Stonehenge and Avebury Henge

Throughout Britain, there are an incredible amount of prehistoric sites. The county of Wiltshire contains a large number of these sites and we were able to discover a few of them this past weekend. Our first stop was the town of Avebury. Avebury is about an hour west of London, about 3 hours from Ely. I am not going to pretend to be a history buff in this post but I will try my best to give you an overview of the sites.

Avebury Henge

The henge at Avebury is the largest circular stone monument in Britain. As you are driving into the town, you are able to see the "Avenue", which is a mile long path marked by pairs of large sarsen stones that led from the henge to the Sanctuary, which is a circular monument of timber. Seeing this gets your imagination turning...why did they have such an elaborate pathway?? As you come into the village of Avebury, which is smack dab in the middle of the henge, you are able to see the large circular mounds and ditches surrounding the stones.

The best part about Avebury was that we were able to walk any where we wanted around the stones. Even though it said to not touch them, everyone was. It was so incredible to stand next to these large stones that were placed 5000 years ago!! No one knows the actual reason these stone monuments were built. They were built during the Stone Age and then seemingly abandoned during the Bronze Age.

The Avebury Henge is part of the English Heritage group and we were able to enter for free with our passes we bought at Orford Castle.

For size reference, Van is 6'2

You can see the two circular rings of stones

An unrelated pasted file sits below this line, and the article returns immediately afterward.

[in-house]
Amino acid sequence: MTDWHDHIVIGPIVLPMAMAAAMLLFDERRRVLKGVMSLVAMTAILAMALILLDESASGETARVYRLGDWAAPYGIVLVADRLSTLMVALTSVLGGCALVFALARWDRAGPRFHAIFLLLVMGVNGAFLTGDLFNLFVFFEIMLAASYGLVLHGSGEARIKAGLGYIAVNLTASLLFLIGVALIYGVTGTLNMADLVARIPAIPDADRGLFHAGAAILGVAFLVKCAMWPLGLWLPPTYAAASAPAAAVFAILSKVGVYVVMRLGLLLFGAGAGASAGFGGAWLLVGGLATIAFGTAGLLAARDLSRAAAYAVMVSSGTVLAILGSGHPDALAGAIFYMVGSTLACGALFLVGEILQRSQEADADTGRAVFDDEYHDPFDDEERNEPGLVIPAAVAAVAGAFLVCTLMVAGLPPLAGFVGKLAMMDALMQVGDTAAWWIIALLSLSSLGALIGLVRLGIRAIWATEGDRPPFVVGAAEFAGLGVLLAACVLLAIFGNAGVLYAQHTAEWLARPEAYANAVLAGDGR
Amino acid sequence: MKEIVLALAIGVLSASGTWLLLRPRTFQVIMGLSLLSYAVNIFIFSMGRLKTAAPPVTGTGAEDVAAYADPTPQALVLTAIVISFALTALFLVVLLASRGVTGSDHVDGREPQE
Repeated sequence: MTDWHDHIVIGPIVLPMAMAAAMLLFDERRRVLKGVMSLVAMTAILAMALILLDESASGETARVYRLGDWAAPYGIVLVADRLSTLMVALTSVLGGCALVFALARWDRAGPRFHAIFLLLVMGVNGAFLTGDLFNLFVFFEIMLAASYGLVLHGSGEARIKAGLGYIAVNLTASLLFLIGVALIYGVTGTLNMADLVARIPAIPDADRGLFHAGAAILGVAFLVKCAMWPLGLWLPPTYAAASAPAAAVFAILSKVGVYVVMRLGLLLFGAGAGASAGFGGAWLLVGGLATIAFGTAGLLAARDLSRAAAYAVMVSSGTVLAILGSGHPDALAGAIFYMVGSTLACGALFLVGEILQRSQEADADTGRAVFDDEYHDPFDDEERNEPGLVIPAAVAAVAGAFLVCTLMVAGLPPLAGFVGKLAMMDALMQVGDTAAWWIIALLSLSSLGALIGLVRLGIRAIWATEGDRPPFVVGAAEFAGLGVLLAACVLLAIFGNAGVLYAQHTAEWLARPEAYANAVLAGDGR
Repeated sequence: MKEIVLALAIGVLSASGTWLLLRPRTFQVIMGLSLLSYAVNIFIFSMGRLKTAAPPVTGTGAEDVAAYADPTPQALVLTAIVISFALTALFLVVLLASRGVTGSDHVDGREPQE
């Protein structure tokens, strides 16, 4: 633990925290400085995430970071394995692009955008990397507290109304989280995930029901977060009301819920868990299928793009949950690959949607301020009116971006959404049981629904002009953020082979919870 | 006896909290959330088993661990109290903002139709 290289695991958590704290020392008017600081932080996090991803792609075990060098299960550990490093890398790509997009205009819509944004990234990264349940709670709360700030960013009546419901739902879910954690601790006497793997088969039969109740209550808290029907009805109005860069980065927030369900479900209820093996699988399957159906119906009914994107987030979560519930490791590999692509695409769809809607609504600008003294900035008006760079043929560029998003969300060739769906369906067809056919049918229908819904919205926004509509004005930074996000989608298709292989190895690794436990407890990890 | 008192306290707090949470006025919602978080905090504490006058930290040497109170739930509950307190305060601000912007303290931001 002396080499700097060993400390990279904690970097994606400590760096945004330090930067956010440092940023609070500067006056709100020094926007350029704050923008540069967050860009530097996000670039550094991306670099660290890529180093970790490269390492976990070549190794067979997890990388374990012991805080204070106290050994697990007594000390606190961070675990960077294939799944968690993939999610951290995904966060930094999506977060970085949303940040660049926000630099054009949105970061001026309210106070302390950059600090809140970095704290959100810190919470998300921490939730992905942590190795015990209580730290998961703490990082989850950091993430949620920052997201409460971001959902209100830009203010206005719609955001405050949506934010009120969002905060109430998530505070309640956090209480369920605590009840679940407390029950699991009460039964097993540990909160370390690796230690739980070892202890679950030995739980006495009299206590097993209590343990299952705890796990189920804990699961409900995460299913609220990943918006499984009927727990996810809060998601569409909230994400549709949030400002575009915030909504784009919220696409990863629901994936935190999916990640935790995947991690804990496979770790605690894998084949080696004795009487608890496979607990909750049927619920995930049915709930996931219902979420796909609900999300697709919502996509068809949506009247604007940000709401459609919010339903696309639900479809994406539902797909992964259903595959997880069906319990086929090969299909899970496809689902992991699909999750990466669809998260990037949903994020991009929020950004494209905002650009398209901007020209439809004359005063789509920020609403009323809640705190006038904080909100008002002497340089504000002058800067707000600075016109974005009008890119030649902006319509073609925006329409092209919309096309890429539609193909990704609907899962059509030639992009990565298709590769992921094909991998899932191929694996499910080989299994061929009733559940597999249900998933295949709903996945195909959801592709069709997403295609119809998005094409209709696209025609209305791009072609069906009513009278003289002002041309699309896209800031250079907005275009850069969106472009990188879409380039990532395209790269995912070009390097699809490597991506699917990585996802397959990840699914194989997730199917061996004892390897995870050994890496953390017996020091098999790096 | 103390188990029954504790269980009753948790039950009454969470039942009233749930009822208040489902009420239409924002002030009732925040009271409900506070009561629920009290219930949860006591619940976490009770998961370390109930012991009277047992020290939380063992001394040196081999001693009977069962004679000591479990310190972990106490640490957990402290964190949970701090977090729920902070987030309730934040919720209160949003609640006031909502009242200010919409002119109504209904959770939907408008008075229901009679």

The most famous circular stone monument of them all. I have to tell you, it was a little bit amazing to look at my bank account online and see a charge from Stonehenge!!! Again, we were able to enter Stonehenge for free with our English Heritage Passes. Those passes have definitely paid for themselves!

Theories suggest Stonehenge began construction somewhere between 3000-2000 BC. I recently watched a documentary that suggested that Stonehenge was first created as a burial site, and then later used to mark the Summer and Winter Solstices. What is so remarkable about the area is that you can look around and see a large number of mounds in the distance. This area became a major burial site during the Stone Age. It is amazing to imagine humans during the Stone Age were able to transport and construct a monument such as this.

I've edited this photo rather sharply so that you can see the mounds along the horizon line. These are some of the burial mounds around the monument.

So to some people, this may just be a bunch of rocks. But to us, it was a wonderful experience to imagine life in prehistoric times!

Happy Friday!

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